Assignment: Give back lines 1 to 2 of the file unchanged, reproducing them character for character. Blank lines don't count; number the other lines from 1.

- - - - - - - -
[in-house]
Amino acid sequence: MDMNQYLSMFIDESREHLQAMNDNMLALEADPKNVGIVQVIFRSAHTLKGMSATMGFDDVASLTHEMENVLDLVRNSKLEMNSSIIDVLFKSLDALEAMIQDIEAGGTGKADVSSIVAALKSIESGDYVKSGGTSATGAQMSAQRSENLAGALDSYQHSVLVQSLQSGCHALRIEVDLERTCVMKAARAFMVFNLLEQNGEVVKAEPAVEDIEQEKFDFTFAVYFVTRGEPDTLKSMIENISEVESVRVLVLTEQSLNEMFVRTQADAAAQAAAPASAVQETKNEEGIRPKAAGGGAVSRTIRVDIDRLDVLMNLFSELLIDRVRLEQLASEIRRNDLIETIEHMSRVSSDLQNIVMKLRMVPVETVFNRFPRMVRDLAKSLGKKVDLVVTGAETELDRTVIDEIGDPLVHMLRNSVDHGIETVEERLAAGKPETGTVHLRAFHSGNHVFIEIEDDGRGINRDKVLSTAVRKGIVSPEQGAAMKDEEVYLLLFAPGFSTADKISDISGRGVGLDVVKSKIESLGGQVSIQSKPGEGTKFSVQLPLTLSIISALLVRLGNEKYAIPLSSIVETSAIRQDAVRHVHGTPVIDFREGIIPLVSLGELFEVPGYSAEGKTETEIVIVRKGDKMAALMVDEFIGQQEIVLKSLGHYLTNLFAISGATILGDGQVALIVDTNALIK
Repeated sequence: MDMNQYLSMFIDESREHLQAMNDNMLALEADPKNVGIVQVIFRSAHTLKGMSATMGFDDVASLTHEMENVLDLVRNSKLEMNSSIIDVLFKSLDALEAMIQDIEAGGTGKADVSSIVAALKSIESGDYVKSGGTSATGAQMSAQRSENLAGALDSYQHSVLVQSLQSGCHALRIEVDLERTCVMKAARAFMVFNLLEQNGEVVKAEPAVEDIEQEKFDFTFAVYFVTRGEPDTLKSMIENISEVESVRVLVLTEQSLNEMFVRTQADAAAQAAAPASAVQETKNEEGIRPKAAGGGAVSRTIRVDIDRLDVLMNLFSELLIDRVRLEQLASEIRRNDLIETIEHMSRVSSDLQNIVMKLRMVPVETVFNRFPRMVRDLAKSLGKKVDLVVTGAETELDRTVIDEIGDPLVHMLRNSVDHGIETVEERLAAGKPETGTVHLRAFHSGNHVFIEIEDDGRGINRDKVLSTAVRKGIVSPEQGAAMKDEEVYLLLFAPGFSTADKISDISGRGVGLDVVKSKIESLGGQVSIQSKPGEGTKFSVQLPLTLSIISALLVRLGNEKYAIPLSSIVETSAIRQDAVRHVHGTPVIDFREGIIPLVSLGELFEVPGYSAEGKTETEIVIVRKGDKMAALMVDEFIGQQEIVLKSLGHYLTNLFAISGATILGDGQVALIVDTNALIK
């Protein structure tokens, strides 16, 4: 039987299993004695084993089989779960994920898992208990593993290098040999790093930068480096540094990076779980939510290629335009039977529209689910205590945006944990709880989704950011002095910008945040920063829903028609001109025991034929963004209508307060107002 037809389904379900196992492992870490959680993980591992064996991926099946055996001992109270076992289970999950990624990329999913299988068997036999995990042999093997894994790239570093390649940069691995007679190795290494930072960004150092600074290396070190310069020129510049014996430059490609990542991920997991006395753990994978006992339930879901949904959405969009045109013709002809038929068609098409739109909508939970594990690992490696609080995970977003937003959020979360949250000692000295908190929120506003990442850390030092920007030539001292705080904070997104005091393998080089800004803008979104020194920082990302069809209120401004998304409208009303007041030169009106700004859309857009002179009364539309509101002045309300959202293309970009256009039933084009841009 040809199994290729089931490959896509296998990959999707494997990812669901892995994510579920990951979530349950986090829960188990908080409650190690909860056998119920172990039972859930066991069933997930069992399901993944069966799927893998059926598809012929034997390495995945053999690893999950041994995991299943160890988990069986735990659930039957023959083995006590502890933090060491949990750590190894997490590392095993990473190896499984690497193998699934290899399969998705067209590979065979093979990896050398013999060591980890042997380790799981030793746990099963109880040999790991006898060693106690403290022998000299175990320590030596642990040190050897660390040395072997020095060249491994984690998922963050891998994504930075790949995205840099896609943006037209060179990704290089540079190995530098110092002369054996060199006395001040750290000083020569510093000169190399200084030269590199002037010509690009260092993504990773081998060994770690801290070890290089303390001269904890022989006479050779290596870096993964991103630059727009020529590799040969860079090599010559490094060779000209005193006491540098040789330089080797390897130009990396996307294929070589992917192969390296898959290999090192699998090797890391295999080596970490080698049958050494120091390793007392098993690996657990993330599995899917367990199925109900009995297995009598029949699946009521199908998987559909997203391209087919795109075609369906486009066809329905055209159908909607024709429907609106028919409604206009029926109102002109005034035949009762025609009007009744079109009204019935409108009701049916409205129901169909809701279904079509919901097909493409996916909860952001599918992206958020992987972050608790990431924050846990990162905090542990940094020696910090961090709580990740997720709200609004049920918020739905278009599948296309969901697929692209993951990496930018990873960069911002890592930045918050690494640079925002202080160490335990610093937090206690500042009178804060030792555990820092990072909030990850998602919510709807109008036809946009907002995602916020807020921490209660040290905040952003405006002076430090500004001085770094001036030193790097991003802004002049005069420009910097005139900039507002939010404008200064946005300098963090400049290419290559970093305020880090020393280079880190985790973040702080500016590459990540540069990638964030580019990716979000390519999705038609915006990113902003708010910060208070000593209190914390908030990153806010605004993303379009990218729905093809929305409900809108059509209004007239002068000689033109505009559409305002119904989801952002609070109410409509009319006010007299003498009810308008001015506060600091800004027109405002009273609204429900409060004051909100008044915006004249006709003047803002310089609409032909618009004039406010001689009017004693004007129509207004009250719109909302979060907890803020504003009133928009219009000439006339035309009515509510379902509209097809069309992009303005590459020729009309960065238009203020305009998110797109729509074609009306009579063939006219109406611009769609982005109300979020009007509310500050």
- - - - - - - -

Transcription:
[in-house]
Amino acid sequence: MDMNQYLSMFIDESREHLQAMNDNMLALEADPKNVGIVQVIFRSAHTLKGMSATMGFDDVASLTHEMENVLDLVRNSKLEMNSSIIDVLFKSLDALEAMIQDIEAGGTGKADVSSIVAALKSIESGDYVKSGGTSATGAQMSAQRSENLAGALDSYQHSVLVQSLQSGCHALRIEVDLERTCVMKAARAFMVFNLLEQNGEVVKAEPAVEDIEQEKFDFTFAVYFVTRGEPDTLKSMIENISEVESVRVLVLTEQSLNEMFVRTQADAAAQAAAPASAVQETKNEEGIRPKAAGGGAVSRTIRVDIDRLDVLMNLFSELLIDRVRLEQLASEIRRNDLIETIEHMSRVSSDLQNIVMKLRMVPVETVFNRFPRMVRDLAKSLGKKVDLVVTGAETELDRTVIDEIGDPLVHMLRNSVDHGIETVEERLAAGKPETGTVHLRAFHSGNHVFIEIEDDGRGINRDKVLSTAVRKGIVSPEQGAAMKDEEVYLLLFAPGFSTADKISDISGRGVGLDVVKSKIESLGGQVSIQSKPGEGTKFSVQLPLTLSIISALLVRLGNEKYAIPLSSIVETSAIRQDAVRHVHGTPVIDFREGIIPLVSLGELFEVPGYSAEGKTETEIVIVRKGDKMAALMVDEFIGQQEIVLKSLGHYLTNLFAISGATILGDGQVALIVDTNALIK